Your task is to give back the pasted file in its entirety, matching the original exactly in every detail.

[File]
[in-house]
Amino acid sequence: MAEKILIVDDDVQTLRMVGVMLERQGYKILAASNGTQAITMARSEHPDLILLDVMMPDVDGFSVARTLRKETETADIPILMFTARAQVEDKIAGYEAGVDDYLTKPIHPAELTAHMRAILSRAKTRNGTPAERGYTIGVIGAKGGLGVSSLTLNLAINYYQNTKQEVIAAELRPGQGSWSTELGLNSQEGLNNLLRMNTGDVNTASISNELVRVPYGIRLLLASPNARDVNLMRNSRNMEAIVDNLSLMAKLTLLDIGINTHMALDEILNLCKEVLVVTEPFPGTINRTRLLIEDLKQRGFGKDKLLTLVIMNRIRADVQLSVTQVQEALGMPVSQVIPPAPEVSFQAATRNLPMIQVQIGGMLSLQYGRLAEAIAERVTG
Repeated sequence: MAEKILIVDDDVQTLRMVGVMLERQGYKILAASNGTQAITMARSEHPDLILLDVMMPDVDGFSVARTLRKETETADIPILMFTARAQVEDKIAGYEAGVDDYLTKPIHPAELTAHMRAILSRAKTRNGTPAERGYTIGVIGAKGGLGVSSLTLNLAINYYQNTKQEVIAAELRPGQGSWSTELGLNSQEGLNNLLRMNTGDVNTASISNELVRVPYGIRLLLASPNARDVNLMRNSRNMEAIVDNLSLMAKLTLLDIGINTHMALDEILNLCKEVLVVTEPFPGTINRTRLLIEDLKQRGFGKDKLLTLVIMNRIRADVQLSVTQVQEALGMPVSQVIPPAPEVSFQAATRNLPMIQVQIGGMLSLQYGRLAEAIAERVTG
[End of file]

[in-house]
Amino acid sequence: MAEKILIVDDDVQTLRMVGVMLERQGYKILAASNGTQAITMARSEHPDLILLDVMMPDVDGFSVARTLRKETETADIPILMFTARAQVEDKIAGYEAGVDDYLTKPIHPAELTAHMRAILSRAKTRNGTPAERGYTIGVIGAKGGLGVSSLTLNLAINYYQNTKQEVIAAELRPGQGSWSTELGLNSQEGLNNLLRMNTGDVNTASISNELVRVPYGIRLLLASPNARDVNLMRNSRNMEAIVDNLSLMAKLTLLDIGINTHMALDEILNLCKEVLVVTEPFPGTINRTRLLIEDLKQRGFGKDKLLTLVIMNRIRADVQLSVTQVQEALGMPVSQVIPPAPEVSFQAATRNLPMIQVQIGGMLSLQYGRLAEAIAERVTG
Repeated sequence: MAEKILIVDDDVQTLRMVGVMLERQGYKILAASNGTQAITMARSEHPDLILLDVMMPDVDGFSVARTLRKETETADIPILMFTARAQVEDKIAGYEAGVDDYLTKPIHPAELTAHMRAILSRAKTRNGTPAERGYTIGVIGAKGGLGVSSLTLNLAINYYQNTKQEVIAAELRPGQGSWSTELGLNSQEGLNNLLRMNTGDVNTASISNELVRVPYGIRLLLASPNARDVNLMRNSRNMEAIVDNLSLMAKLTLLDIGINTHMALDEILNLCKEVLVVTEPFPGTINRTRLLIEDLKQRGFGKDKLLTLVIMNRIRADVQLSVTQVQEALGMPVSQVIPPAPEVSFQAATRNLPMIQVQIGGMLSLQYGRLAEAIAERVTG